Unlike common law states that have not historically favored the use of a single joint revocable trust for spouses (hereafter referred to as the Joint Spousal Trust or JST), the JST has long been the gold standard estate planning tool of choice in community property states. The JST can simplify a couple’s estate plan into a single plan for both spouses. It can avoid duplicate costs and fees associated with separate plans, potentially avoid a need for separate counsel, and provide remarkable flexibility to plan for the disposition of the estate for benefit of the surviving spouse and generations beyond. The JST can be used in planning for married couples with a modest estate of $100,000 who are merely looking to avoid probate. It can also be used for those married couples with larger estates, even including those with $100 million and beyond in the ultra-high net worth category. The JST can be drafted to address complex asset management, investment management, tax planning, asset protection, spendthrift planning, special needs planning, and dynastic planning for multiple generations. Its flexible nature continues to allow the JST format to morph from decade to decade with each change in the federal estate tax world. While the benefits of the JST can be useful in many different jurisdictions, they are particularly popular in community property states due to how well they fit with the core tenets of community property law.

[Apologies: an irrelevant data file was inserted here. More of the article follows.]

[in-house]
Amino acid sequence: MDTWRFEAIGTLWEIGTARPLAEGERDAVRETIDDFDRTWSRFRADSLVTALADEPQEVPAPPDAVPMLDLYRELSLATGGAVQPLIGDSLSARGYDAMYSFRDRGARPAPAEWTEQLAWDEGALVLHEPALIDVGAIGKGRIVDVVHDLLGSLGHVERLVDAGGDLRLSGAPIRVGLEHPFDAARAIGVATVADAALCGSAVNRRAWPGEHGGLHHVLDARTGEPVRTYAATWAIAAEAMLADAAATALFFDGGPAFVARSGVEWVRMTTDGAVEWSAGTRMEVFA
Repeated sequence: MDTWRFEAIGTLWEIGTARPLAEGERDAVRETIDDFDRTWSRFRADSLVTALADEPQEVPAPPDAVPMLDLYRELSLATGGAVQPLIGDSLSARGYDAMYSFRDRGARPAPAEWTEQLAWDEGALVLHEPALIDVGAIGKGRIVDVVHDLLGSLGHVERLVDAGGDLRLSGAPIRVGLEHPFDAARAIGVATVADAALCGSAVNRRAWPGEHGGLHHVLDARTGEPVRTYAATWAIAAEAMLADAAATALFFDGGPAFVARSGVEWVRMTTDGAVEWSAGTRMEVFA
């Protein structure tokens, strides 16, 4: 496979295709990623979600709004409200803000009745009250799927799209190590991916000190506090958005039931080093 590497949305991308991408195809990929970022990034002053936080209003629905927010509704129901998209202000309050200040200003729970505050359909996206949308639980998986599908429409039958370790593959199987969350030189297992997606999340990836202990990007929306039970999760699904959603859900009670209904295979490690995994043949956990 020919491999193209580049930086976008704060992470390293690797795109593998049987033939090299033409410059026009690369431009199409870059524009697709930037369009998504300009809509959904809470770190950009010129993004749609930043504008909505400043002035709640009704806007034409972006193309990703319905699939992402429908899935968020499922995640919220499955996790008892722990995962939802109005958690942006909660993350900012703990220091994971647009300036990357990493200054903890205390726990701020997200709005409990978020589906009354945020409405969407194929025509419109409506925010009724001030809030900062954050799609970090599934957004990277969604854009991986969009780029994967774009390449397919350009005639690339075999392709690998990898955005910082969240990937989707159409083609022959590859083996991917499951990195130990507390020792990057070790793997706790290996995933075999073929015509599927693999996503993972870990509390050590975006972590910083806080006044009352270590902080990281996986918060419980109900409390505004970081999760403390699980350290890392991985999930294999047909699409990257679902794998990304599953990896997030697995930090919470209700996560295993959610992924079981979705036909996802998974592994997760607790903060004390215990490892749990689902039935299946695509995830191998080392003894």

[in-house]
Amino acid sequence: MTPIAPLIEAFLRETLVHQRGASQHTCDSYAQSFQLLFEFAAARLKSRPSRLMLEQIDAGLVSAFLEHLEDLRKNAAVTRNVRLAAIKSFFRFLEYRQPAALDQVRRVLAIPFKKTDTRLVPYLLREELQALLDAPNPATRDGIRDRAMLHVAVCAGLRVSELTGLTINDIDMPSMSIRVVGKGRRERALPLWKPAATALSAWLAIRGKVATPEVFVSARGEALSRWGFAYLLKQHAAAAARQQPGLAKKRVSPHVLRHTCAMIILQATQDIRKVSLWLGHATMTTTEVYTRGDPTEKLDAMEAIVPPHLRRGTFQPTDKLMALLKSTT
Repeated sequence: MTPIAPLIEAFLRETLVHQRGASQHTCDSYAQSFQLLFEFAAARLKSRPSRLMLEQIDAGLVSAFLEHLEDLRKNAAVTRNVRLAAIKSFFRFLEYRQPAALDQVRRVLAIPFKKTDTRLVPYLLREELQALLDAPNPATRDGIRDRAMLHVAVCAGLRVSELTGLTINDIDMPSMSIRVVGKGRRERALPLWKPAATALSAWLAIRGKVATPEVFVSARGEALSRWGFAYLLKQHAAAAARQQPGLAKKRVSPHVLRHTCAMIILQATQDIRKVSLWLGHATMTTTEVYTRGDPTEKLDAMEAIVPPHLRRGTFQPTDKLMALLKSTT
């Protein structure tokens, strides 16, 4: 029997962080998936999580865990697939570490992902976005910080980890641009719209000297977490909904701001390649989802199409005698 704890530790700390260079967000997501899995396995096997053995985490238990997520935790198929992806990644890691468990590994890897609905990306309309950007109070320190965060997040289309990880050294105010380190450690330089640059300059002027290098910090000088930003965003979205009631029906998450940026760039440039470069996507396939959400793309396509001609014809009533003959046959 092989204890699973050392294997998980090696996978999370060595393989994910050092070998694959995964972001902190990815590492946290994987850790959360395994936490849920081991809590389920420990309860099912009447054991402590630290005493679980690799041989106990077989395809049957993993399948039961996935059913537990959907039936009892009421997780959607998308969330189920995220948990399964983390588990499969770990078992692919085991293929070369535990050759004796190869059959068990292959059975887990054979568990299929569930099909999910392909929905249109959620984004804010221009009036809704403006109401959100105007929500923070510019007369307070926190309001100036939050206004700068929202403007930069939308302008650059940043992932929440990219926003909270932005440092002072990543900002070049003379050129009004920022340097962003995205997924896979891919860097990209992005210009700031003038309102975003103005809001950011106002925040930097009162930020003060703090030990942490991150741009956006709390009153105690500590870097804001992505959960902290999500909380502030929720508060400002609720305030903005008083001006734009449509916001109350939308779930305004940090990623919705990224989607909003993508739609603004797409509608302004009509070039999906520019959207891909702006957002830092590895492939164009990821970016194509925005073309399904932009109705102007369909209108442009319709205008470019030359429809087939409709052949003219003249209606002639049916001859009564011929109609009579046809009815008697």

The broad application of the JST across multiple types of estates, from modest to very wealthy, has led to the development of an entire cottage industry of “trust mills.” These trust mills originally drummed up business through door-to-door solicitations and TV commercials. More recently, the tool of choice has become the internet pop-up ad offering document production software. The trust mills often mass produce one-size-fits-all estate plans for a flat fee, often using fear tactics and promises of low cost to attract customers. While these mass-produced plans certainly are a far cry from a custom-crafted estate plan drafted by a skilled practitioner, the widespread use of these mass-produced trusts has converted the world of probate administration into one of trust administration, and has opened up the world of trust planning to those with more modest estates. Having a trust is no longer a tool limited to the wealthy. In community property states, having a JST is as common as having a car, a house, or an IRA. But just like cars, a JST’s appearance of simplicity can be misleading. And just like cars, JSTs come in different makes and models, with all kinds of bells and whistles. It is not surprising to have a newly married couple client say “We want the same thing you did for our parents. Can you just replace our names in the form for theirs?” Clients are often shocked to find out that a JST that is appropriate for one couple may be entirely inappropriate for another, even though they both reside in a community property state.
The Practical Lawyer
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